It’s difficult to imagine why such a large and powerful animal would be so skittish. With a modest charge, a white or black rhino could seemingly bulldoze anything in its path. But some of the rhinos newly introduced to wildlife conservation areas in Kenya are noticeably wary of human presence. If you’ve kept up with wildlife protection news during the past several years, who could blame them? A war is being waged against rhinos, and with enhanced technology, greater firepower and unfathomable amounts of money on the poachers’ side, even a massive rhino doesn’t stand much of a chance on its own.
Luckily, there are people who care. People who have the drive, commitment and resources to fight back. In Kenya, it’s an uphill battle. To experience this situation firsthand was powerful. Reading about the peril of the rhino and seeing them up close in the wild are two very different things. After taking a Kenya Migration Photo Safari last year, I’ve adopted an attitude of confidence and optimism about the fate of rhinos in Kenya.
I was invited to the Borana Conservancy by Michael Dyer, whose family has run the conservancy since its inception, to join him as he drove six members of his anti-poaching unit out to their positions for the night. In Lewa, Will Craig gave me an aerial tour of the Lewa Downs Conservancy in his open-cockpit bi-plane to really see the vastness of the lands they’ve set aside (which now connect seamlessly with the neighboring Borana Conservancy since they’ve removed the fences). At Solio Lodge, I dined with Dr. Felix Patton, who shared his rhino research and personal thoughts about how best to combat poaching. Tanya and Mikey Carr-Hartley, owners of the Safari Collection and Solio Lodge, detailed their conservation efforts during a Kenyan game drive and described the amount of energy and resources that go into protecting the rhinos of Solio.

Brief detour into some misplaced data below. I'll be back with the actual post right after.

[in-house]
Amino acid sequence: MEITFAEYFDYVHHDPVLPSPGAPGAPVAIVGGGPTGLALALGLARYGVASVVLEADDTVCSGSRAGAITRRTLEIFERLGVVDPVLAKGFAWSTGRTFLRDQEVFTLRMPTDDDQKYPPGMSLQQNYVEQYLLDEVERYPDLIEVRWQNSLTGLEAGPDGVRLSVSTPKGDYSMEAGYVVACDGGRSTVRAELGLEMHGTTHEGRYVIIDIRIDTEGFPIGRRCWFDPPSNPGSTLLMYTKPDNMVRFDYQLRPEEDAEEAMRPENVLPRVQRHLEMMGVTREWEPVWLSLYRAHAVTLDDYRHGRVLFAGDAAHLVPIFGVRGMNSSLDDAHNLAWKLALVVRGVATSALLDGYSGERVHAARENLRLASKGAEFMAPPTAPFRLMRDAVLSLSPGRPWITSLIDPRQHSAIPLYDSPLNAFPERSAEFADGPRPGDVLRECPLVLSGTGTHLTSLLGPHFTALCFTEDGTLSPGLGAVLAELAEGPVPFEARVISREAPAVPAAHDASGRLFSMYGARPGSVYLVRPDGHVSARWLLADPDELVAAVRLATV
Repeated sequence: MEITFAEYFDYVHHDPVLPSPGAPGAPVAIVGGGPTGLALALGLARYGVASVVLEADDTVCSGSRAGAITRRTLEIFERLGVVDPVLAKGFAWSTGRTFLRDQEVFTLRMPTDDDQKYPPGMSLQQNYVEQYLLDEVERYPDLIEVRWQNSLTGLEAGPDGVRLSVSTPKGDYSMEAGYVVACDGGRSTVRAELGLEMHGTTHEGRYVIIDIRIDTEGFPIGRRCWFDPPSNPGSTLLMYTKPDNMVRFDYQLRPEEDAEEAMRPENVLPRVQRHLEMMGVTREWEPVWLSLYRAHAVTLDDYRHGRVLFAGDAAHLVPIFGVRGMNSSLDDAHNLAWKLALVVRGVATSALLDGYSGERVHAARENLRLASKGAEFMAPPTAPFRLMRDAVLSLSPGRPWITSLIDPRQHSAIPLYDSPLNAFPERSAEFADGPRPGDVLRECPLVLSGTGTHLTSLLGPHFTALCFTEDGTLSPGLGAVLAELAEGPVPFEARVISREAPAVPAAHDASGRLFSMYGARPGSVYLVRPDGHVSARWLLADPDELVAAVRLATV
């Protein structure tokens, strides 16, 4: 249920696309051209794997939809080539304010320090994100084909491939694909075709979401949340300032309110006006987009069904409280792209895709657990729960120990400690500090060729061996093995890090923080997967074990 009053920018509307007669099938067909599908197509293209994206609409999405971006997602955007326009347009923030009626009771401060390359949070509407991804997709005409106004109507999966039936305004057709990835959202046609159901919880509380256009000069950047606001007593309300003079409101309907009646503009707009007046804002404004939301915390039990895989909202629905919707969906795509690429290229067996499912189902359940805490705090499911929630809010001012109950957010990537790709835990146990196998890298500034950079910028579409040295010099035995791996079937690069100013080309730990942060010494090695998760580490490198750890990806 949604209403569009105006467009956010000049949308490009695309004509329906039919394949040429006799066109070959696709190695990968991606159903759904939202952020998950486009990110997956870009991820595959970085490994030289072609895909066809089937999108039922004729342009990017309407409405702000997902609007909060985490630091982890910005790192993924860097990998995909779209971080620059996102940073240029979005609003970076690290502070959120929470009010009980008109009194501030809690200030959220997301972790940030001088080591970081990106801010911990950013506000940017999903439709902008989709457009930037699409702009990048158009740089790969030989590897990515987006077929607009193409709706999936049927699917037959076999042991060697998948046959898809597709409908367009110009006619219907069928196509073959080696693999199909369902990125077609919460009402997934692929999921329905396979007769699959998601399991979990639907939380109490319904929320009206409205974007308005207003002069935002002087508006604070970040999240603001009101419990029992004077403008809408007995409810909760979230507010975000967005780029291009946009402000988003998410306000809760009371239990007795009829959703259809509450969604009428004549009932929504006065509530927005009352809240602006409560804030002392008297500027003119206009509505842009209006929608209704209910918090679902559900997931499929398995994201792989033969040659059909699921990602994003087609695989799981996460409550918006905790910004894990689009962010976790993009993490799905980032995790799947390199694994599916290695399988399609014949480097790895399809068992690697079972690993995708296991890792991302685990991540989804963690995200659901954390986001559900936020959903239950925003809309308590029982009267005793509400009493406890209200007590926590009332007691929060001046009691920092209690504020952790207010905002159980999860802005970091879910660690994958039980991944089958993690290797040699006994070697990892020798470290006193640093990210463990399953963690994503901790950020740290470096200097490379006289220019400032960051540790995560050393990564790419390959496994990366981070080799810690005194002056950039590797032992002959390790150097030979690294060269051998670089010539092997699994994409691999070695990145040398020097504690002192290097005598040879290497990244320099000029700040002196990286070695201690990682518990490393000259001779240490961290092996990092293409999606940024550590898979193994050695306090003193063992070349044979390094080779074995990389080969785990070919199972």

To truly understand the rhinos’ situation and experience the efforts to save these mighty creatures, you really must visit Kenya in person. For rhino conservation efforts to be successful, the people on the front lines really need us to visit the protected wildlife areas. The activities above may sound like treatment for an “industry insider,” but every one of these people would be delighted to welcome any safari-goer in this manner. Michael, Will, Dr. Patton, Tanya, and Mikey all have a passion for conservation, and they want to share it with you. All you need to do is go.
One fact is true about the rhino conservation areas I visited in Kenya: they would not exist without the money generated from regular tourism. Although Kenya has received some negative press as of late, the safari circuit is as safe as ever. Conservation travel is a necessary tool in the fight against poaching, and these conservancies are counting on foreign tourism dollars to continue their rhino protection efforts. With the help of a caring international community, I’m hopeful that the rhinos will continue to survive and prosper.
This guest post was written by Jordy Oleson, Adventure Specialist at Natural Habitat Adventures. All photos © Jordy Oleson.